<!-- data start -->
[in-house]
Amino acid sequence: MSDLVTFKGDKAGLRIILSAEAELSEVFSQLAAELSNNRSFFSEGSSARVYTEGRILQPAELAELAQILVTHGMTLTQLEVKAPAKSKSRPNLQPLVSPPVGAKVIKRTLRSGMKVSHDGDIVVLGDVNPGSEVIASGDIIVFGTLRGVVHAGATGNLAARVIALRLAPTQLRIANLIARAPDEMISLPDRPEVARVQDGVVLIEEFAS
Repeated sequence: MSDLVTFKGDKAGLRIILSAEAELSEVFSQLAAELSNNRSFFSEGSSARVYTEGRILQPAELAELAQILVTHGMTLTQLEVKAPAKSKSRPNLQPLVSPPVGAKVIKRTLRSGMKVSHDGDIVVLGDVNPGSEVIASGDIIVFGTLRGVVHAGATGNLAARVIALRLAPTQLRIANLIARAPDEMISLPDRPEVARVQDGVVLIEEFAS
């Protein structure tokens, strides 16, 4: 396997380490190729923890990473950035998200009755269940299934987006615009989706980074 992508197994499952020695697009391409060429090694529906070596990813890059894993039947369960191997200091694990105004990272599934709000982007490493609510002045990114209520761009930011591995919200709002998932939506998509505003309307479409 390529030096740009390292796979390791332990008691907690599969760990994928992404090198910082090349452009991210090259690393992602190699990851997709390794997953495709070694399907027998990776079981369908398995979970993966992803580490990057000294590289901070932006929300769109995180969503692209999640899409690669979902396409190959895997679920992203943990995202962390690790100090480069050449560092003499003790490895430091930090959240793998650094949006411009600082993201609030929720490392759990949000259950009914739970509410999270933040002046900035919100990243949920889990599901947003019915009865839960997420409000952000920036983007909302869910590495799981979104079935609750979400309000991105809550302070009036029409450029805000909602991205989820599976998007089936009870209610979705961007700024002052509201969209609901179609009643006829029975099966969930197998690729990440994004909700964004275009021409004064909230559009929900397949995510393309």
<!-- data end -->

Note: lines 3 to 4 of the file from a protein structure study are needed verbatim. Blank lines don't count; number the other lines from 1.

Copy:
Repeated sequence: MSDLVTFKGDKAGLRIILSAEAELSEVFSQLAAELSNNRSFFSEGSSARVYTEGRILQPAELAELAQILVTHGMTLTQLEVKAPAKSKSRPNLQPLVSPPVGAKVIKRTLRSGMKVSHDGDIVVLGDVNPGSEVIASGDIIVFGTLRGVVHAGATGNLAARVIALRLAPTQLRIANLIARAPDEMISLPDRPEVARVQDGVVLIEEFAS
């Protein structure tokens, strides 16, 4: 396997380490190729923890990473950035998200009755269940299934987006615009989706980074 992508197994499952020695697009391409060429090694529906070596990813890059894993039947369960191997200091694990105004990272599934709000982007490493609510002045990114209520761009930011591995919200709002998932939506998509505003309307479409 390529030096740009390292796979390791332990008691907690599969760990994928992404090198910082090349452009991210090259690393992602190699990851997709390794997953495709070694399907027998990776079981369908398995979970993966992803580490990057000294590289901070932006929300769109995180969503692209999640899409690669979902396409190959895997679920992203943990995202962390690790100090480069050449560092003499003790490895430091930090959240793998650094949006411009600082993201609030929720490392759990949000259950009914739970509410999270933040002046900035919100990243949920889990599901947003019915009865839960997420409000952000920036983007909302869910590495799981979104079935609750979400309000991105809550302070009036029409450029805000909602991205989820599976998007089936009870209610979705961007700024002052509201969209609901179609009643006829029975099966969930197998690729990440994004909700964004275009021409004064909230559009929900397949995510393309």